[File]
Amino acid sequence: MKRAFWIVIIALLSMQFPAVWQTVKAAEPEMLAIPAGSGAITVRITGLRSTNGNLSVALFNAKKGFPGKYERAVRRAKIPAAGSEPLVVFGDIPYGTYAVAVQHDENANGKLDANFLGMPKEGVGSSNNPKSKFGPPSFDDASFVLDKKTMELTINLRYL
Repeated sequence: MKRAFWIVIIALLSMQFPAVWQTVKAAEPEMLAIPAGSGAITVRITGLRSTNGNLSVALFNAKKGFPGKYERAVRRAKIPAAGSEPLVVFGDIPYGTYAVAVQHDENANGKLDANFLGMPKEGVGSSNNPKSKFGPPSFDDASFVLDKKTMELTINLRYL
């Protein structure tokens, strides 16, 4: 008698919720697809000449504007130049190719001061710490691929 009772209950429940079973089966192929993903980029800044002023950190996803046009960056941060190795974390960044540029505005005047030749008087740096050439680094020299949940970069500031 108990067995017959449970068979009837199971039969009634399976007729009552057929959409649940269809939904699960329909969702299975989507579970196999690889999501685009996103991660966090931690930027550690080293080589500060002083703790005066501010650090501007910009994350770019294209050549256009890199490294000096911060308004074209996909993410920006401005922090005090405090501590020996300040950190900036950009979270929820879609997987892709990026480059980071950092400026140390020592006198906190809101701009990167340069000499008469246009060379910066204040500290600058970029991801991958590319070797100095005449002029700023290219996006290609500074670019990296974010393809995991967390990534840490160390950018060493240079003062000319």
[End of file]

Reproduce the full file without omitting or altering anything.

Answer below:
Amino acid sequence: MKRAFWIVIIALLSMQFPAVWQTVKAAEPEMLAIPAGSGAITVRITGLRSTNGNLSVALFNAKKGFPGKYERAVRRAKIPAAGSEPLVVFGDIPYGTYAVAVQHDENANGKLDANFLGMPKEGVGSSNNPKSKFGPPSFDDASFVLDKKTMELTINLRYL
Repeated sequence: MKRAFWIVIIALLSMQFPAVWQTVKAAEPEMLAIPAGSGAITVRITGLRSTNGNLSVALFNAKKGFPGKYERAVRRAKIPAAGSEPLVVFGDIPYGTYAVAVQHDENANGKLDANFLGMPKEGVGSSNNPKSKFGPPSFDDASFVLDKKTMELTINLRYL
């Protein structure tokens, strides 16, 4: 008698919720697809000449504007130049190719001061710490691929 009772209950429940079973089966192929993903980029800044002023950190996803046009960056941060190795974390960044540029505005005047030749008087740096050439680094020299949940970069500031 108990067995017959449970068979009837199971039969009634399976007729009552057929959409649940269809939904699960329909969702299975989507579970196999690889999501685009996103991660966090931690930027550690080293080589500060002083703790005066501010650090501007910009994350770019294209050549256009890199490294000096911060308004074209996909993410920006401005922090005090405090501590020996300040950190900036950009979270929820879609997987892709990026480059980071950092400026140390020592006198906190809101701009990167340069000499008469246009060379910066204040500290600058970029991801991958590319070797100095005449002029700023290219996006290609500074670019990296974010393809995991967390990534840490160390950018060493240079003062000319």